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FL: Florida judge lifts stay on smokable medical marijuana - ABC-7.com WZVN News for Fort Myers, Cape Coral and Naples, Florida

Bot - Cannabis - Tue, 06/05/2018 - 01:10
abc-7.com (US) Leon County circuit court Judge Karen Gievers on Tuesday upheld her May 25 ruling that the Florida Legislature's provision banning smokable medical marijuana is unconstitutional. (Tue Jun 05 20:10:53 2018 PDT)
Categories: News Feeds

FL: Florida judge lifts stay on smokable medical marijuana - ABC-7.com WZVN News for Fort Myers, Cape Coral and Naples, Florida

Drug News Bot - Tue, 06/05/2018 - 01:10
abc-7.com (US) Leon County circuit court Judge Karen Gievers on Tuesday upheld her May 25 ruling that the Florida Legislature's provision banning smokable medical marijuana is unconstitutional. (Tue Jun 05 20:10:53 2018 PDT) [$drug_related(100%), $illegal_drugs(100%), $plants(100%), $intoxicant(100%), $medical_cannabis(100%), $cannabis(100%), $aggrandizement(100%), $msm(100%), $mockingbird(100%), $assoc_press(100%)]
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FL: Students tackle opioid addiction, win 'K is for Kids' scholarshi - ABC-7.com WZVN News for Fort Myers, Cape Coral and Naples, Florida

Drug News Bot - Tue, 06/05/2018 - 01:10
abc-7.com (US) Students tackle opioid addiction, win 'K is for Kids' scholarshi - ABC-7.com WZVN News for Fort Myers, Cape Coral & Naples, Florida Students tackle opioid addiction, win 'K is for Kids' scholarshi - ABC-7.com WZVN News for Fort Myers, Cape Coral & Naples, Florida Students tackle opioid addiction, win 'K is for Kids' scholarshi - ABC-7.com WZVN News for Fort Myers, Cape Coral & Naples, Florida S... (Tue Jun 05 20:10:53 2018 PDT) [$drug_related(100%), $drugwar_propaganda(75%), $addiction(60%), $propaganda_theme2(60%), $propaganda_theme3(50%), $propaganda_theme5(75%), $propaganda_theme6(50%), $illegal_drugs(100%), $drug_law(80%), $opioid(100%), $narcotic(100%), $various_illegal_drugs(80%), $youth(75%), $school(100%)]
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FL: MORE THAN $130K WORTH OF DRUGS SEIZED FROM PENSACOLA WOMAN -- WZEP AM 1460

Drug News Bot - Tue, 06/05/2018 - 01:09
wzep1460.com A 38-year-old woman is facing a half-dozen drug-related charges in Escambia County. (Tue Jun 05 20:09:53 2018 PDT) [$drug_related(100%), $drugwar_propaganda(100%), $use_is_abuse(100%), $propaganda_theme4(100%), $propaganda_theme5(70%), $illegal_drugs(100%), $drugs(100%), $drug_law(80%), $prohibition_agency(100%), $chemicals(100%), $pharms(100%), $euphoric_depressant(100%), $anxiolytic(100%), $euphoric_stimulant(100%), $sedative(100%), $analgesic(100%), $antitussive(100%), $anesthetic(100%), $opioid(100%), $tranquilizer(100%), $stimulant(100%), $methamphetamine(100%), $narcotic(100%), $opiate(100%), $amphetamines(100%), $cocaine(100%), $heroin(100%), $alprazolam(100%), $benzodiazepine(100%), $fentanyl(100%), $hydrocodone(100%), $various_drugs(95%), $various_illegal_drugs(80%), $incarceration(100%), $youth(70%)]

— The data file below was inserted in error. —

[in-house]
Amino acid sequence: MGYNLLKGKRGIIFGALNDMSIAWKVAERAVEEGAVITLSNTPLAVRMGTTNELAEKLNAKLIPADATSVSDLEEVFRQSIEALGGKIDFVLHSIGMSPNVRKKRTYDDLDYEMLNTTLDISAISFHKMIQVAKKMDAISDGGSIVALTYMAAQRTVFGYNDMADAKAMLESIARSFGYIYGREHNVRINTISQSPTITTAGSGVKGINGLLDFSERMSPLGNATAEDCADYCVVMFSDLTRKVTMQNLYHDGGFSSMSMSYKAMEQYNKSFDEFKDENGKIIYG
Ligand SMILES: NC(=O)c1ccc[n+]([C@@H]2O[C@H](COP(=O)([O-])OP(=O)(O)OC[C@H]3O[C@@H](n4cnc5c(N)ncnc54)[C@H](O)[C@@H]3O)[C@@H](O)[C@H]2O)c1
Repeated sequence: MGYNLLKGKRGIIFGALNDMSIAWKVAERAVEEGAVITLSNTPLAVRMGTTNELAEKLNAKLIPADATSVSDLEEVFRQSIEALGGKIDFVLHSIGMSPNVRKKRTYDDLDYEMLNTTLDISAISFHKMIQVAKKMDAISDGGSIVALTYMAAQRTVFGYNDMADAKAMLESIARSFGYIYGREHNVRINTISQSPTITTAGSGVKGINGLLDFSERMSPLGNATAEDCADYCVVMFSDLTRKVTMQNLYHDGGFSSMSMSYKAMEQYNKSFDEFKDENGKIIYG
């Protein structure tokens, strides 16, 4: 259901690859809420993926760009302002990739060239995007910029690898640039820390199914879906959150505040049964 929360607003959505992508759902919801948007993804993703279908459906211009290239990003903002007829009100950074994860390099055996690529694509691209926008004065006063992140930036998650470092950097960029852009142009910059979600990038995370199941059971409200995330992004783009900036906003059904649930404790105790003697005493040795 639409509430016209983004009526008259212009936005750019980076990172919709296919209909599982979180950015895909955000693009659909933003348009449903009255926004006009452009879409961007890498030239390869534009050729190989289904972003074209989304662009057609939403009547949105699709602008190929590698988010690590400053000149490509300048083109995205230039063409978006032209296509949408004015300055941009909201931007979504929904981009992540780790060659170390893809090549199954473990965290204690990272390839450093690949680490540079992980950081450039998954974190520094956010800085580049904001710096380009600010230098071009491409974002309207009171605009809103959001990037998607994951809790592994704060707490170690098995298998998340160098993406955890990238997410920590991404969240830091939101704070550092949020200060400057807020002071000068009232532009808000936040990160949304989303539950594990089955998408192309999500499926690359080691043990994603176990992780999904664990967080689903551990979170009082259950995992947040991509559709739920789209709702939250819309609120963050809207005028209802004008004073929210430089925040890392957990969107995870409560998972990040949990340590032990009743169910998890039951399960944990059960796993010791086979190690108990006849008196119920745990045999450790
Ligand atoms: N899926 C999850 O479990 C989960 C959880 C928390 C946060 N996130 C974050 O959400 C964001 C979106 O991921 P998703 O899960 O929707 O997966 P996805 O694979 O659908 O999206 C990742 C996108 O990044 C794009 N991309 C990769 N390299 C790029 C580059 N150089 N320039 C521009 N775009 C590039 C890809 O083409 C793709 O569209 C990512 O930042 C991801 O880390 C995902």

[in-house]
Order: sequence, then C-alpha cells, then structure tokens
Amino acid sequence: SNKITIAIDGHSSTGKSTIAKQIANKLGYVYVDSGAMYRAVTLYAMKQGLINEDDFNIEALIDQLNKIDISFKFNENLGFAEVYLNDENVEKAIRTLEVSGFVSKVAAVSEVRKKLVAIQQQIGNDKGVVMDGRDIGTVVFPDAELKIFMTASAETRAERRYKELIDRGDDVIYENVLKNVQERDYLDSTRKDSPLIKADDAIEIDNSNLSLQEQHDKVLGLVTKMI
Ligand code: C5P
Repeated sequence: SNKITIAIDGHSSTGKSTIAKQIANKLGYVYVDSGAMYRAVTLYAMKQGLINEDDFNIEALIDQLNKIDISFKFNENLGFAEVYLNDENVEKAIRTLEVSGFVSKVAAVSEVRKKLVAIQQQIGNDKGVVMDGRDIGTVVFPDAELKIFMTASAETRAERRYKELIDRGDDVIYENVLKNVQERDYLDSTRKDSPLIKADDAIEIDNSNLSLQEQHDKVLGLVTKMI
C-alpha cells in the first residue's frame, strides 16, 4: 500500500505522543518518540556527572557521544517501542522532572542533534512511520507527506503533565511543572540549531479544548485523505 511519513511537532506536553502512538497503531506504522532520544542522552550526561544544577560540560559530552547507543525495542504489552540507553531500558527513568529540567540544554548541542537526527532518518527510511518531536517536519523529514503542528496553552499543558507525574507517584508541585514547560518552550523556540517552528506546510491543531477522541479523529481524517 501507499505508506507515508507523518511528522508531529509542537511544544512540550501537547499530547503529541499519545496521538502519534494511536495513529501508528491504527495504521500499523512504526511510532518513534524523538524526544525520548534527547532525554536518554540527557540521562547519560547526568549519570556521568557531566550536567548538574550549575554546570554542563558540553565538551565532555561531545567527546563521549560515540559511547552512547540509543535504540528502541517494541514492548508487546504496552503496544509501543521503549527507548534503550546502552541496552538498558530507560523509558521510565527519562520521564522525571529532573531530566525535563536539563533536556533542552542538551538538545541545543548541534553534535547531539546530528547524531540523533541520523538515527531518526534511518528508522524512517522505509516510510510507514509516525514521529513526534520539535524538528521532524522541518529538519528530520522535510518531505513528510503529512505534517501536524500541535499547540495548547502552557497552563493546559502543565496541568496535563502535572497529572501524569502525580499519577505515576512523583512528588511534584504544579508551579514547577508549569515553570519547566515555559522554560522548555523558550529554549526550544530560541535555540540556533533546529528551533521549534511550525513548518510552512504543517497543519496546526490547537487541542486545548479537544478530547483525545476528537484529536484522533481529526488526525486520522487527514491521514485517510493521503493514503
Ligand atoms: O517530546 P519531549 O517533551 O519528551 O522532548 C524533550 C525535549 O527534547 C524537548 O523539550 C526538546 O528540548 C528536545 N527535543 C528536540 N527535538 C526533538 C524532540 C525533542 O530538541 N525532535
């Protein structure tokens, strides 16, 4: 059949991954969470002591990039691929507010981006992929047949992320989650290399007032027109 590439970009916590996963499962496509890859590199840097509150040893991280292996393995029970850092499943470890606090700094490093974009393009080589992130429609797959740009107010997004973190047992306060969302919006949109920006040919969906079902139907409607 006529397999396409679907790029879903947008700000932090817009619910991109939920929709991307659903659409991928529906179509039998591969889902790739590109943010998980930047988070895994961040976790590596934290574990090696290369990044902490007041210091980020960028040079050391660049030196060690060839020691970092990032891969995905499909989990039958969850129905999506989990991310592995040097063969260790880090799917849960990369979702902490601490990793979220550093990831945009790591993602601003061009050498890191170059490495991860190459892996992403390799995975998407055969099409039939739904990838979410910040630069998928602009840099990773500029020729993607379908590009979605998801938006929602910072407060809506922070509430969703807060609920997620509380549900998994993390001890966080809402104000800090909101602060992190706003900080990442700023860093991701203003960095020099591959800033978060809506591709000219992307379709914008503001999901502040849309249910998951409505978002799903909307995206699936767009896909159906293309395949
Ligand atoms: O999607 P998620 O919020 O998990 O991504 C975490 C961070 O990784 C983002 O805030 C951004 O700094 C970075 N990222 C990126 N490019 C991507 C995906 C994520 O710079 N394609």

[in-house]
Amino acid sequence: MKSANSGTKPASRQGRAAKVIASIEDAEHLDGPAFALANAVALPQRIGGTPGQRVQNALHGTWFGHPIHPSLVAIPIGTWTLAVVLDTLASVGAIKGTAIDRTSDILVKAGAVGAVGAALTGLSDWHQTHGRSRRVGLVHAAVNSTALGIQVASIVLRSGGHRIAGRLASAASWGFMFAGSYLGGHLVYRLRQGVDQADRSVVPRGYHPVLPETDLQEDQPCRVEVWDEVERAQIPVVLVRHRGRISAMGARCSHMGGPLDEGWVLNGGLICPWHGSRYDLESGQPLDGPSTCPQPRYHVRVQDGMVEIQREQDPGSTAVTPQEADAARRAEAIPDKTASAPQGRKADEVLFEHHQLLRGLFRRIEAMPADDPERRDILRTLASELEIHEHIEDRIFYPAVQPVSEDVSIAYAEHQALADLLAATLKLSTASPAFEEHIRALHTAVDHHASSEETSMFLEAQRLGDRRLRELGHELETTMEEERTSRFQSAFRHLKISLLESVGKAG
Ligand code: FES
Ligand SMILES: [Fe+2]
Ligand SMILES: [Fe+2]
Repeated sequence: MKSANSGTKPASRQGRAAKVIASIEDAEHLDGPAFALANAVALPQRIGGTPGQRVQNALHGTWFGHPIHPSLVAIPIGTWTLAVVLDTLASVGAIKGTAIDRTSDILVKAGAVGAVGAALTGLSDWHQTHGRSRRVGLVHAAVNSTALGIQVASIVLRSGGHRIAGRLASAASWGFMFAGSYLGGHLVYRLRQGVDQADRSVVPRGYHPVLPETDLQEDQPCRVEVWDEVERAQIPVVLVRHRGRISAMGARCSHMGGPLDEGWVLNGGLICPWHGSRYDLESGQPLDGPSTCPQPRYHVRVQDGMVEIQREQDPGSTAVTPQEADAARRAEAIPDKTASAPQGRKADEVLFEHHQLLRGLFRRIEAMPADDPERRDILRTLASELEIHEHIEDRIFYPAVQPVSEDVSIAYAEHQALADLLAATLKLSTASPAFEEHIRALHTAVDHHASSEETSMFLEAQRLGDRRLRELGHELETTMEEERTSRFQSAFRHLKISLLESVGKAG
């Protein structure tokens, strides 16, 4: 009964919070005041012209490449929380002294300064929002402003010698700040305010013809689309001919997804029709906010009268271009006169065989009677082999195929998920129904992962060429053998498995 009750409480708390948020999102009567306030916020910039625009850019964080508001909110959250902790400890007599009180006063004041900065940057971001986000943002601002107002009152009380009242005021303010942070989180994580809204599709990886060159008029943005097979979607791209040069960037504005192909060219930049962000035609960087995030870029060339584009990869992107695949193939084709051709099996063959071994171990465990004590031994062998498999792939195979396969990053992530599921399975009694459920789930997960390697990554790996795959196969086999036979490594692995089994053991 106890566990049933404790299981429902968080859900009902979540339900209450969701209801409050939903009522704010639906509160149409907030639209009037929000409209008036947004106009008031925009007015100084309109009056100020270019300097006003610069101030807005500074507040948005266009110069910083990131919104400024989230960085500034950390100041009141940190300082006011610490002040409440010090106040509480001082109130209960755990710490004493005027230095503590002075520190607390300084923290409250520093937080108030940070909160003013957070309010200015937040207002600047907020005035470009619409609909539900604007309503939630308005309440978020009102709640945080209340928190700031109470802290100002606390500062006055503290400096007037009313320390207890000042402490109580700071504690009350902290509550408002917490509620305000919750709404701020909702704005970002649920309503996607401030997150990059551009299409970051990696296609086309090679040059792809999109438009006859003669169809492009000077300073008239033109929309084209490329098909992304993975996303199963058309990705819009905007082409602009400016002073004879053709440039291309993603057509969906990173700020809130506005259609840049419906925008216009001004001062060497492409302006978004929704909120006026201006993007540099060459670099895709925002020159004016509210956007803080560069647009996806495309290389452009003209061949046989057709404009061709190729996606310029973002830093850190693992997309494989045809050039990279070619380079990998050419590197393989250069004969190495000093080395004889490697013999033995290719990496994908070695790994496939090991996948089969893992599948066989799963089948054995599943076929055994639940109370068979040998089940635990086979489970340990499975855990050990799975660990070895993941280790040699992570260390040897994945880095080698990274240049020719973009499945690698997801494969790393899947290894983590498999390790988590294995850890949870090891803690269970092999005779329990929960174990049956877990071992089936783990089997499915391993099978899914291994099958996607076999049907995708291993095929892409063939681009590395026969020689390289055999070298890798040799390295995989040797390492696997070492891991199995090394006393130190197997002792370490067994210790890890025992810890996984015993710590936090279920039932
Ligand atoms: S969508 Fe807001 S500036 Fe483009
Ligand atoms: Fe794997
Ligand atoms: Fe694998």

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CANADA: School trustees have pot concerns

Bot - Cannabis - Tue, 06/05/2018 - 01:09
tricitynews.com School trustees have pot concerns Medical marijuana facility proposed for Port Coquitlam A medical marijuana facility proposed for Port Coquitlam has school trustees concerned. (Tue Jun 05 02:09:51 2018 PDT)
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CANADA: Medical pot factory bid set to be quashed

Bot - Cannabis - Tue, 06/05/2018 - 01:09
tricitynews.com Medical pot factory bid set to be quashed A Port Coquitlam city committee is set tomorrow (Tuesday) to deny a rezoning bid for a medical cannabis factory. (Tue Jun 05 02:09:51 2018 PDT)
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CANADA: School trustees have pot concerns

Drug News Bot - Tue, 06/05/2018 - 01:09
tricitynews.com School trustees have pot concerns Medical marijuana facility proposed for Port Coquitlam A medical marijuana facility proposed for Port Coquitlam has school trustees concerned. (Tue Jun 05 02:09:51 2018 PDT) [$drug_related(100%), $drugwar_propaganda(98%), $propaganda_theme2(70%), $propaganda_theme3(50%), $propaganda_theme5(60%), $propaganda_theme7(98%), $illegal_drugs(100%), $plants(100%), $intoxicant(100%), $medical_cannabis(100%), $cannabis(100%), $youth(60%), $school(100%)]
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CANADA: Medical pot factory bid set to be quashed